Case Closed for A&E's 'Centre'

Unable to drive ratings, A&E Network last week pulled the plug on its highly touted, night-court drama 100 Centre Street.

Supervised by Academy Award-nominated director Sidney Lumet, the New York-produced program earned critical kudos when it began in January 2001, but it couldn't maintain enough ratings traction for its second season of episodes, which kicked off a few weeks after the Sept. 11 terrorist acts.

After averaging a 1.8 household rating during its first season, the show was only able to muster a 1.0 rating thus far in its second season. A&E tried to drum up more interest for 100 Centre Street
through a change of nights and an all-day marathon of past episodes last month, but ultimately to little avail.

"100 Centre Street
was well-acted and well-written, receiving a great deal of critical acclaim and strong ratings in its first season," said an A&E spokesman. "However, after a terrific first year and a strong start this past fall in the second season, the series didn't gain momentum with viewers."

The show — featuring an ensemble cast led by Alan Arkin and LaTanya Richardson — cost A&E about $900,000 per episode, which, while expensive, is still below the average cost of broadcast and some other cable drama series that can range from $1.3 million to $1.5 million per installment.

The network spokesman said that A&E remains committed to launching a second season of its original series Nero Wolfe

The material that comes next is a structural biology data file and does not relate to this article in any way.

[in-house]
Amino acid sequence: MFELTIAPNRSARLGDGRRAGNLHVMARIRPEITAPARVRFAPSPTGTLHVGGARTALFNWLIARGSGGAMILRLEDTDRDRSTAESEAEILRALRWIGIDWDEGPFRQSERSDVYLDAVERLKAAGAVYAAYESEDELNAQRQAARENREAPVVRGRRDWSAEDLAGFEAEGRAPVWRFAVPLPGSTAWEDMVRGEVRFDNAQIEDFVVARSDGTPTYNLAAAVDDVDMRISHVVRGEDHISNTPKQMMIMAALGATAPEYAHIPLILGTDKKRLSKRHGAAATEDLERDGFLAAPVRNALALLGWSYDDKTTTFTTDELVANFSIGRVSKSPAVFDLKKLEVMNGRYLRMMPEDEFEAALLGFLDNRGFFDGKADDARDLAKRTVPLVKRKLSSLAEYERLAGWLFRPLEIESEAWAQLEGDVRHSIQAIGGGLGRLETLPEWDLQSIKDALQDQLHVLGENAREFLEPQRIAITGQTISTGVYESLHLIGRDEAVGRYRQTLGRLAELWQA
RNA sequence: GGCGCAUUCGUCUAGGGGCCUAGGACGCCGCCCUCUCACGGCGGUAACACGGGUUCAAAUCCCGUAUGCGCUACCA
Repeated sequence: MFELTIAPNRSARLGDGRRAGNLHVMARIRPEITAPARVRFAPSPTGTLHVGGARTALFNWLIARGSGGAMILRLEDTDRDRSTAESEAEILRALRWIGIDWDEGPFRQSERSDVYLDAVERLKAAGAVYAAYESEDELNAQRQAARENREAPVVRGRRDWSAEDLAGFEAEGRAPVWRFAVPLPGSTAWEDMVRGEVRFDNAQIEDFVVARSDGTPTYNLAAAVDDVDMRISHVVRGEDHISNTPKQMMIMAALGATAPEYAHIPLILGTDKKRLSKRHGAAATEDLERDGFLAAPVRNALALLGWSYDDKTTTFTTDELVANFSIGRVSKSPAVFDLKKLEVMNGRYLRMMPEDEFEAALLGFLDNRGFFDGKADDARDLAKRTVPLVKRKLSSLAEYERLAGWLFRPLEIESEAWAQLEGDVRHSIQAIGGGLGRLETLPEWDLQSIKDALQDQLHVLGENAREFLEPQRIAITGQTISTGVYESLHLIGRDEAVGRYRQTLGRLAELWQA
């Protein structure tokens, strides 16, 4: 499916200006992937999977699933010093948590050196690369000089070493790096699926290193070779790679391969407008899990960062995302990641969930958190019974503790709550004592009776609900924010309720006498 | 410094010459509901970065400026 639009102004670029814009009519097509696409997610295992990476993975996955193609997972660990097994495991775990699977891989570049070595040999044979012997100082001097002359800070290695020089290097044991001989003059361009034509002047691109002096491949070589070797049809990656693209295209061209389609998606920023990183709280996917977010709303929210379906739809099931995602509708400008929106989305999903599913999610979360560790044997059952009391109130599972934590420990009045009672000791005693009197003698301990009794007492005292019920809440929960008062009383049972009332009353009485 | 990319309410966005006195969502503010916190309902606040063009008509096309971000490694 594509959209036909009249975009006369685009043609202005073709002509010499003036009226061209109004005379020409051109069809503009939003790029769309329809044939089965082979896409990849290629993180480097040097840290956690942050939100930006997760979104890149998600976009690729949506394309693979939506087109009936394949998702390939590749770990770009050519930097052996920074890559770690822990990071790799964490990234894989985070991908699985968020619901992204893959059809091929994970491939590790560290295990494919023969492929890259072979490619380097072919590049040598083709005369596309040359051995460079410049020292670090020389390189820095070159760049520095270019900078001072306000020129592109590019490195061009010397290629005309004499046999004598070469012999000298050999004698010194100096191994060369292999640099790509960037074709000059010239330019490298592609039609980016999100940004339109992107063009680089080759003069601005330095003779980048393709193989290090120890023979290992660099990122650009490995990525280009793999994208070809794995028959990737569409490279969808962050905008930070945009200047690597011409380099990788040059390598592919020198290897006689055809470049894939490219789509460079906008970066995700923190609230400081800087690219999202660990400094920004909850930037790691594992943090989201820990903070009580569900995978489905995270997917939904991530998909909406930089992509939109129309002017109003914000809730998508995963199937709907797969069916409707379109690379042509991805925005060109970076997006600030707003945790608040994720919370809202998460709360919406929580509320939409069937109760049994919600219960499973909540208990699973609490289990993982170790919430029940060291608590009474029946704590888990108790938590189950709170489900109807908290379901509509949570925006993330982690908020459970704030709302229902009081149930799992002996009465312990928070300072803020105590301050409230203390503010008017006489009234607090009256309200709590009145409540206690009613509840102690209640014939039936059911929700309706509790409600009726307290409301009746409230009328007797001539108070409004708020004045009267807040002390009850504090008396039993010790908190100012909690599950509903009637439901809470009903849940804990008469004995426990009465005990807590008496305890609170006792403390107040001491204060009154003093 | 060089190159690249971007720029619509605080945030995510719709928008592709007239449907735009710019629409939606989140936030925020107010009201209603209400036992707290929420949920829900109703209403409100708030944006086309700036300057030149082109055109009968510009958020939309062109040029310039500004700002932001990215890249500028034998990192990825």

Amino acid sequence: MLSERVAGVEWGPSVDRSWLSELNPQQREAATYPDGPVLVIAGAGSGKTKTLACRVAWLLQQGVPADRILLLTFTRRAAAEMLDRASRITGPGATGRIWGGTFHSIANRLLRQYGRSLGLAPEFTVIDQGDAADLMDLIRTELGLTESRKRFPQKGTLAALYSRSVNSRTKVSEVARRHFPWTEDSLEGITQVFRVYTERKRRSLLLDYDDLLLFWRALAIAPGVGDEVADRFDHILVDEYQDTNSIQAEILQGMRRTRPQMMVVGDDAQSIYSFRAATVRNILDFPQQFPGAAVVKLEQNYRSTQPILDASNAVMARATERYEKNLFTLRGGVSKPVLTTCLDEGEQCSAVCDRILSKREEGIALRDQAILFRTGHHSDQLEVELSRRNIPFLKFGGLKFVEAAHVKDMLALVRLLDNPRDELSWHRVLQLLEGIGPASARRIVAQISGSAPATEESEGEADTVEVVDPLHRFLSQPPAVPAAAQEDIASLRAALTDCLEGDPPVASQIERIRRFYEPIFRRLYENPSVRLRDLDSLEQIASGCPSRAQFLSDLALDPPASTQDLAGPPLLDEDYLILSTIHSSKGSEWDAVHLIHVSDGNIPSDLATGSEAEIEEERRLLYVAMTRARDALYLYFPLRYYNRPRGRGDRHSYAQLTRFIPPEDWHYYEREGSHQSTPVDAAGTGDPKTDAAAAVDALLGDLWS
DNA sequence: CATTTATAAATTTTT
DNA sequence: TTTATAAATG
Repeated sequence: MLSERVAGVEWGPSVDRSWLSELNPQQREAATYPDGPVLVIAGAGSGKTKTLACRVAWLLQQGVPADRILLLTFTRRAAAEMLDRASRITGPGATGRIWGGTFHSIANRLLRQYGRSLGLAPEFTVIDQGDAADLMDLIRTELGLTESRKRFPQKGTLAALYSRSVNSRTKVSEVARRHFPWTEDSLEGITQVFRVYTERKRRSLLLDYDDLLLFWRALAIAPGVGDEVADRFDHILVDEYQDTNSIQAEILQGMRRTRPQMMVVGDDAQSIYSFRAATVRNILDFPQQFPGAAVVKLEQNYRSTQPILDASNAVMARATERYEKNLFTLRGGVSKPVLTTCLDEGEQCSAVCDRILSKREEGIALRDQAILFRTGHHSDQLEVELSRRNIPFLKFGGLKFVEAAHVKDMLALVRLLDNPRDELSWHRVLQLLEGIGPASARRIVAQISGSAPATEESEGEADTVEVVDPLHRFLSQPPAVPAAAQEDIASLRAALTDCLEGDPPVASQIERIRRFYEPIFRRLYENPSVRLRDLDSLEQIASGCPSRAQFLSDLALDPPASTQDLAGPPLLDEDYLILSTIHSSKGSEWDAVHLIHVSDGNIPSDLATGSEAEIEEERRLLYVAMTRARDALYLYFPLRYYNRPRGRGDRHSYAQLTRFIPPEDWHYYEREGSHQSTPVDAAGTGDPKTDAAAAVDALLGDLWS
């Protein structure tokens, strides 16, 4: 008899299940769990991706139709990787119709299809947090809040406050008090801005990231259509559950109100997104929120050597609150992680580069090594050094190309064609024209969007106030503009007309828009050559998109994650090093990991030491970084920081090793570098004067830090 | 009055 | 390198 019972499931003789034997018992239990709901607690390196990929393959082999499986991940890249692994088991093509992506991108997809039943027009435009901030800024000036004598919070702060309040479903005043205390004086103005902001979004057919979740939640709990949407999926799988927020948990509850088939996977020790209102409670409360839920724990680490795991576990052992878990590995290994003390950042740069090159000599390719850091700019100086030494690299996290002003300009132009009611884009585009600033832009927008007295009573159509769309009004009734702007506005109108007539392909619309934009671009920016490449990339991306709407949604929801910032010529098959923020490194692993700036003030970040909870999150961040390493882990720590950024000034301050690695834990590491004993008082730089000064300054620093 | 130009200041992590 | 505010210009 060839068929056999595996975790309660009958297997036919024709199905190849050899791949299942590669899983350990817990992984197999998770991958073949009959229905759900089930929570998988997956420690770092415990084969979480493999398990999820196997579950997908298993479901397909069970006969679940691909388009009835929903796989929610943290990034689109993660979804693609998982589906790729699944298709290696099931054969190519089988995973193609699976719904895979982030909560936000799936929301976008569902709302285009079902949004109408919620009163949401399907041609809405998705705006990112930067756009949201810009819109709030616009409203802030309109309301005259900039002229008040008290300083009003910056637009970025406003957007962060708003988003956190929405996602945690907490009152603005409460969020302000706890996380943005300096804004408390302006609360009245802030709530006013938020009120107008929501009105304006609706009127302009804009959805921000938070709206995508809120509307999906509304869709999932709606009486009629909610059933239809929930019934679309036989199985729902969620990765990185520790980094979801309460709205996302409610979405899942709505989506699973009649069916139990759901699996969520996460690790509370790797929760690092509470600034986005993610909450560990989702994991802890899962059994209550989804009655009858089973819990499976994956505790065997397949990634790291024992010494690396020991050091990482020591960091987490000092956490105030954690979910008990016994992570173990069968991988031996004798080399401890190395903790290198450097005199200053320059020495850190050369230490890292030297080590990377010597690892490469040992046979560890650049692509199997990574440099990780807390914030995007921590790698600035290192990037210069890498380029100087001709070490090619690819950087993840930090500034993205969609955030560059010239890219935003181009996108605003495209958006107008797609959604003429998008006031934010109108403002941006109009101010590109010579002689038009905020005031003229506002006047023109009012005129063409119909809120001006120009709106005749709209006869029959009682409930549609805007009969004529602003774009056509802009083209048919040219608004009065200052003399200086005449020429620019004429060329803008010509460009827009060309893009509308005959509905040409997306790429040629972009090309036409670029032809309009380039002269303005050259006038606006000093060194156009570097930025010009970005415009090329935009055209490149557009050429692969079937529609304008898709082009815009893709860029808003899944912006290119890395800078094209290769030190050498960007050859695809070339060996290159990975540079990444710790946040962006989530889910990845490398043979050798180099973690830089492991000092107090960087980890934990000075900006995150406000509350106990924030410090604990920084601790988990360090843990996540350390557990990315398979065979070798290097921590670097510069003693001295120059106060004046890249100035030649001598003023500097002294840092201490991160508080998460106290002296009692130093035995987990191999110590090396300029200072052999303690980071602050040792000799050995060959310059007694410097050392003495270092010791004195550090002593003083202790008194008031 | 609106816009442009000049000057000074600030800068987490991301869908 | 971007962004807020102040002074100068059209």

in April. "There are additional series possibilities that we are exploring," said the spokesman, refusing to provide further details.

Lumet is working with A&E on another project, the limited series May It Please the Court, which will feature dramatizations of Supreme Court oral arguments scripted by Gore Vidal.

A&E is the second network in recent months to announce the cancellation of an established original series. Last October, Lifetime Television said that its popular Sunday-night series Any Day Now
would end its four-season original run. The skein will conclude March 10 with a two-hour finale.

Lifetime, though, recently ordered pilots for a pair of primetime dramas, For the People
and Fiona, either of which could debut this summer to replace Any Day Now. The female-skewing service is expected to strip Any Day Now
weekdays, starting this summer.